You can see I’ve given this a lot of thought.
It wasn’t until I read a cocktail book recently that I realized there’s as much of a culture around martinis as around the entire bourbon industry.
I mean, you almost need a pocket dictionary to order one.
When you want a whiskey, you basically have to remember whether you like it neat or on the rocks.
But there is a whole etiquette around ordering a martini that includes things like gin or vodka, wet or dry, dirty or filthy, shaken or stirred, and whether you’re going with the classic olive or getting daring with a twist or possibly going off the reservation completely with an onion.
Personally I prefer gin cocktails, because gin has actual flavor. And I like mine filthy, which means put some gin in with my olive brine, please.
Just a few days ago I wrote an ode to gin, on World Gin Day. Apparently there are enough of these days to keep me very wordy. And if ever there was a way to appreciate gin, it’s in a martini.
Plus, only James Bond orders martinis shaken, not stirred, which if you’re in the mood to be a rebel, go ahead, but then I will call you a savage and move on.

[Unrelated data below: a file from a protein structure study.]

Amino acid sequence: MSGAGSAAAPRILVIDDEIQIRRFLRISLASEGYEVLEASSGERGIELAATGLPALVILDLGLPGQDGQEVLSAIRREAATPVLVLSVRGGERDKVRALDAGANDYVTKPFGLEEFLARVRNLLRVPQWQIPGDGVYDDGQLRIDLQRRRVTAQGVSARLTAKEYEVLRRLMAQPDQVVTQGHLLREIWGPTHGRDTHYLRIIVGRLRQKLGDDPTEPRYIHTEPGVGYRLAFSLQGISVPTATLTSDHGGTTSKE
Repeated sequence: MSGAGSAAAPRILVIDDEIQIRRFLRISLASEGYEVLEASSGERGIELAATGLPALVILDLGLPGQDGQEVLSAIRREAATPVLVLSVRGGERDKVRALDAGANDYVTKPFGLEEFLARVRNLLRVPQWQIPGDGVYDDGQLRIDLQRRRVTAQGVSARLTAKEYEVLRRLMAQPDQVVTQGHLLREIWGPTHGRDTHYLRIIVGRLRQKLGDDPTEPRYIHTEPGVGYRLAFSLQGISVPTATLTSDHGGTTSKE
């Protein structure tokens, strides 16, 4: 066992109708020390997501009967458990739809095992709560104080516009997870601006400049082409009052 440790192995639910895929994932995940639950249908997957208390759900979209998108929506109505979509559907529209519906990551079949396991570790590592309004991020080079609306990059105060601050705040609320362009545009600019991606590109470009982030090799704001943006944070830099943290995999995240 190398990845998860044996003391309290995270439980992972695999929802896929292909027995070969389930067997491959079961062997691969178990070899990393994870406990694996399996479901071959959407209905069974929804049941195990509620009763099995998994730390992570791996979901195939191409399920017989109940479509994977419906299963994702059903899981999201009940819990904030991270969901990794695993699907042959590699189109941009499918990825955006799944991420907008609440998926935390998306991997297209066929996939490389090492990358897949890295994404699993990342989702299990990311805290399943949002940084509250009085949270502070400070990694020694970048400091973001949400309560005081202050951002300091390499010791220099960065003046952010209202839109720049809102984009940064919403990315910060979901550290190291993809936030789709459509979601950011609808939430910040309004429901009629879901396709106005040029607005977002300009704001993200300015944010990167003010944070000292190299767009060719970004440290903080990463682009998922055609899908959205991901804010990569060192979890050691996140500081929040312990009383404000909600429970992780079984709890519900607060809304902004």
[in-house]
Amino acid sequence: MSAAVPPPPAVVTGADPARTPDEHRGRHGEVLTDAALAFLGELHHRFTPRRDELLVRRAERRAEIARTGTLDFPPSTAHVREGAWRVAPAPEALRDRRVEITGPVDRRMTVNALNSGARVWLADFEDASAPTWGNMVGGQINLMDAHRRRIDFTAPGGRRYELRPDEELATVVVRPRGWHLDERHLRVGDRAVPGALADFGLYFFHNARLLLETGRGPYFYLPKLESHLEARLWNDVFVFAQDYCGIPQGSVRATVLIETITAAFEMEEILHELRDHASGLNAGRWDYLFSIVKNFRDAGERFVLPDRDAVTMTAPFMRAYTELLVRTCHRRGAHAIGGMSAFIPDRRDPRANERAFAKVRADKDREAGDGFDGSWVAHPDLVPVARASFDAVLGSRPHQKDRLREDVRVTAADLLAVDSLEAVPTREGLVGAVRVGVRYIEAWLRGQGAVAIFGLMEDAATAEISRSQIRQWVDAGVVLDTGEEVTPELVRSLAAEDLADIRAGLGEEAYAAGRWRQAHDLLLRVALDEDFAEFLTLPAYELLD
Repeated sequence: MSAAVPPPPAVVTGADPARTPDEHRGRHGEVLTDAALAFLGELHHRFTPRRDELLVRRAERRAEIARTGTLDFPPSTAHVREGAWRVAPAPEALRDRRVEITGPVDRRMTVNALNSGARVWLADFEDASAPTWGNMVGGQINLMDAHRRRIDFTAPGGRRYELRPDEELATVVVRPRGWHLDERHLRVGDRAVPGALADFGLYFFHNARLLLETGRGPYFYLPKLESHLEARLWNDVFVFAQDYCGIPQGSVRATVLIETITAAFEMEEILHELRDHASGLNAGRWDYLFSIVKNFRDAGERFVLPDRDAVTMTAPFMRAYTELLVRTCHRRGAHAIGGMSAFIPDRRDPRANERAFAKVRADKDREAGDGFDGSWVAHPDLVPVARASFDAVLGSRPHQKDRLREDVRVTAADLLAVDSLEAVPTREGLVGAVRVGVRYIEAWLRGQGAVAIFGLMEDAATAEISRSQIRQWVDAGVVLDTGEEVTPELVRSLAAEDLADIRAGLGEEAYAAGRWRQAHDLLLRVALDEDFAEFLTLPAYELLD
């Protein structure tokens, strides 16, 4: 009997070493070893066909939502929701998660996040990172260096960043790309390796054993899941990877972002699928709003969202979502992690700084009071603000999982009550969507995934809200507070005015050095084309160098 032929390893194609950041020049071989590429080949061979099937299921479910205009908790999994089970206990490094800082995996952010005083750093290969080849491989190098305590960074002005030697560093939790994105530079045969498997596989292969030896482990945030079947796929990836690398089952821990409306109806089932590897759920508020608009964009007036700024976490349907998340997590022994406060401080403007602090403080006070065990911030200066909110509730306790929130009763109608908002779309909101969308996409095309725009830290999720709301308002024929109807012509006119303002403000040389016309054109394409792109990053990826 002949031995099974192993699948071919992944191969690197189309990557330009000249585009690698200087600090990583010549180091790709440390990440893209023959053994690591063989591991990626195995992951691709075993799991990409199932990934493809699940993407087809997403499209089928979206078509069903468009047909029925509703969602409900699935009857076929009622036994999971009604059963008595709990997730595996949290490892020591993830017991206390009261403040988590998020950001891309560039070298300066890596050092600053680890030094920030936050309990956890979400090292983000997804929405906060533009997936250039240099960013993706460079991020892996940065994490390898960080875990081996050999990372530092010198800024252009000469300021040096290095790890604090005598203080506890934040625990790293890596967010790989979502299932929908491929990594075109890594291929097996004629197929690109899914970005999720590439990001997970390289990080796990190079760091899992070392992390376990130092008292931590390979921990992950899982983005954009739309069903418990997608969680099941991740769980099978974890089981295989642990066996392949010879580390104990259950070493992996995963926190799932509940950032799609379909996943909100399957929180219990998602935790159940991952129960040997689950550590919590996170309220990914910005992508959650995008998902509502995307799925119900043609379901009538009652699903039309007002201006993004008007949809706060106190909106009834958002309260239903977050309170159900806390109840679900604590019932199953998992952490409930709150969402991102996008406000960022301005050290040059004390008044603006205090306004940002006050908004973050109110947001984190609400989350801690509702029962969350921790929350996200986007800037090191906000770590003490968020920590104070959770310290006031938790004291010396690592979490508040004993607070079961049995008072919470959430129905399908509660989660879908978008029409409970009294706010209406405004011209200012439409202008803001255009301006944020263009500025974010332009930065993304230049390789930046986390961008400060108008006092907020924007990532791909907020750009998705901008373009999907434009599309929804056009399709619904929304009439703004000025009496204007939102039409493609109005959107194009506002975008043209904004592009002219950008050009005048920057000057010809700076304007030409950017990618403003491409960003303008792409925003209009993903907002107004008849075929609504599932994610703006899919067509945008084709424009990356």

Ironic thing about martinis? A wet martini has more dry vermouth. I prefer mine more on the parched side. This is only a thing you learn after drinking enough of them that you can accurately evaluate your gin to vermouth preference along the 1:2 to 15:1 scale. For science.
Not a lot of things are as beautiful as a crystal clear martini with a bright green olive speared in the center.
If you’re into detective mystery snark, you may be familiar with the Dasheill Hammet classic The Thin Man. The main characters, who double as a married couple named Nick and Nora, drink copious amounts of martinis.
They are also responsible for the name of the Nick and Nora glass, in which many a martini is served.
I love that book.
It also wasn’t until recently that I learned an even number of olives is considered unlucky. I used to be so gauche as to put two olives in my martinis, until I learned this fact and now it’s three. Or seven. But never two.
I don’t drink martinis often. They’re the cocktail equivalent of having a special set of China that you only take out when company comes. A drink you think about drinking for a while until you can’t not. A thing to savor when you’re feeling exceptionally civilized.
You don’t get fall down drunk on martinis. You get staggeringly drunk, the kind where you tip your hat to strangers and stroll in the rain.
And that should be sufficient to sound like a hoity toity cocktail drinker. Or maybe just a drunk, who knows. I wasn’t planning on talking about either food or cocktails again, but I couldn’t not. Now, don’t talk to me again until it’s Cynar day. Otherwise people are going to start to worry.
Photo: tonight’s martini, one olive, as we are dangerously low. With a most appropriate cocktail napkin that was a gift from my mother. I’m not sure why the counter is defying physics and sloping down to the left, but quite possibly it had just consumed a martini.